I pity the persons who have the religious mix thrown in as well, indoctrination is a bugger.
    Can only do our best,no matter what age we are at, if /when you choose to come out can be a blessing sometimes.
    Havent watched the Vid, dial-up makes it sort of impossible.
     
  7. D_Sal_Manilla

    D_Sal_Manilla Account Disabled

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    I'm sorry for your situation. Religion and family don't make things easy.

    I love my parents and they are extremely religious.
    I came out to them in 7th grade and i was able to prove to them that I was still the same person and still believe in God. We don't mention my sexuality anymore but they have come to terms with it and now they are slowly being more supportive. As far as religion, I always thought God put me in this earth, gave me life and everything in it.What better way to praise god than by loving yourself. in the end you are his creating and he doesn't make mistakes.

    and in the words of Dan Brown "Religion is flawed because man is flawed."

    It's not easy being out but staying in the closet is suffocating.
     
  8. Infernal

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    I have a 17 year old niece who is a lesbian, and she's having an amazing time as a teen. Things are far easier for her than they were for me. She has her own issues to deal with, like her mother who keeps saying she's a lesbian because she goes to an invitation only high school for art and it's "trendy". Everyone knows, but no one tries to understand.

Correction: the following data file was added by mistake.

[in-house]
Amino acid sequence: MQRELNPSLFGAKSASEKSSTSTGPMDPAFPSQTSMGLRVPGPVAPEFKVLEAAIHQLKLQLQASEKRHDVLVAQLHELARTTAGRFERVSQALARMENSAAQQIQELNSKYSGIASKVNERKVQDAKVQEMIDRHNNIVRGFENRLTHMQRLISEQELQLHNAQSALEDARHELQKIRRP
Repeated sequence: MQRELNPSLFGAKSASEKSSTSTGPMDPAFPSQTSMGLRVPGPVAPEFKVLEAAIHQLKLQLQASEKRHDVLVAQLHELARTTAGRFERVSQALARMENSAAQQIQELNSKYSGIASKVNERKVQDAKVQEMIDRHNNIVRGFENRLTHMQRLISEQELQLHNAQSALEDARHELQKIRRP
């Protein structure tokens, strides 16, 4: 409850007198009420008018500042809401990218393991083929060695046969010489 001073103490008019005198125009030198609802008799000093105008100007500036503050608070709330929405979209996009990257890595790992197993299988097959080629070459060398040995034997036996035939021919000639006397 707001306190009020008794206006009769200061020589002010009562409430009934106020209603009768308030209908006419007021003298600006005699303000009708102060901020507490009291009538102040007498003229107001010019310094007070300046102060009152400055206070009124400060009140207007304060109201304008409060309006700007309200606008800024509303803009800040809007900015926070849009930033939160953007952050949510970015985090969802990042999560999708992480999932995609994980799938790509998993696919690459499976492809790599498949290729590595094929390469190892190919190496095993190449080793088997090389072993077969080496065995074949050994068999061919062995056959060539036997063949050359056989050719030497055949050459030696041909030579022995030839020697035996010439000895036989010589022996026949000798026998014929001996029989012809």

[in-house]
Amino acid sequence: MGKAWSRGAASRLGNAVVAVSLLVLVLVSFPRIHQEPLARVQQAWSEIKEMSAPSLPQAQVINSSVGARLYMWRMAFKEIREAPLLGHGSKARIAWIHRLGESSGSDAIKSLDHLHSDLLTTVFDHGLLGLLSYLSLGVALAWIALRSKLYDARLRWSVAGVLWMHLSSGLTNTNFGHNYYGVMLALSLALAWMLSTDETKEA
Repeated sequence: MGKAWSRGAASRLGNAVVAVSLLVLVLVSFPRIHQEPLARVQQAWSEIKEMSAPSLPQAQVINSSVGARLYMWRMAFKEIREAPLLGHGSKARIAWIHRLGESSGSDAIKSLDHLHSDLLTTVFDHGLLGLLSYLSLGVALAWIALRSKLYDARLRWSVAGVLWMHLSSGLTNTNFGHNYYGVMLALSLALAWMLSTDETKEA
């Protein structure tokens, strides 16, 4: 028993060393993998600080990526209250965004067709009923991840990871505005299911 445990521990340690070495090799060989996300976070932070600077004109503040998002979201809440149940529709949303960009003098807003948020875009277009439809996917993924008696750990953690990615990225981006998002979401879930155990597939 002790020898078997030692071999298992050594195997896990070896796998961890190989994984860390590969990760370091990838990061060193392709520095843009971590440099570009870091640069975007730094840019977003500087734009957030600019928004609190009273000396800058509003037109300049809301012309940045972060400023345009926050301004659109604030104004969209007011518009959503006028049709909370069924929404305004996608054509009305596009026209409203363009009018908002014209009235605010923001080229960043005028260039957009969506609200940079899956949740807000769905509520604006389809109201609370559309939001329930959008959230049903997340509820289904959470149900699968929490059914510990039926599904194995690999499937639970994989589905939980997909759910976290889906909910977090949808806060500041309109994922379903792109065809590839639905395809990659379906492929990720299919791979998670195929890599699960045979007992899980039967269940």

She calls me with the hard questions (like safe sex, relationships) and I give her the best most honest answer I can along with a few scandalous bits about her mother and father to keep things real. I've shown her that when you surround yourself with friends who love you for you, they become your family. She's in a far better place than I was at 17.
     
  9. jameshawket

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    I think it REALLY depends to which degree you follow certain parts of religious doctrine. My parents have totally condemned me for my sexuality and written me off, however I feel no personal shame or guilt in the context of my religion. There are others who really feel like God hates them for their sexual orientation, this, however, WAS me a few years ago and even until some time last year, but it just takes a lot of strength to overcome that and feel like the guy in the video said, that God makes you perfect as you are.
     
  10. concupisys

    concupisys Active Member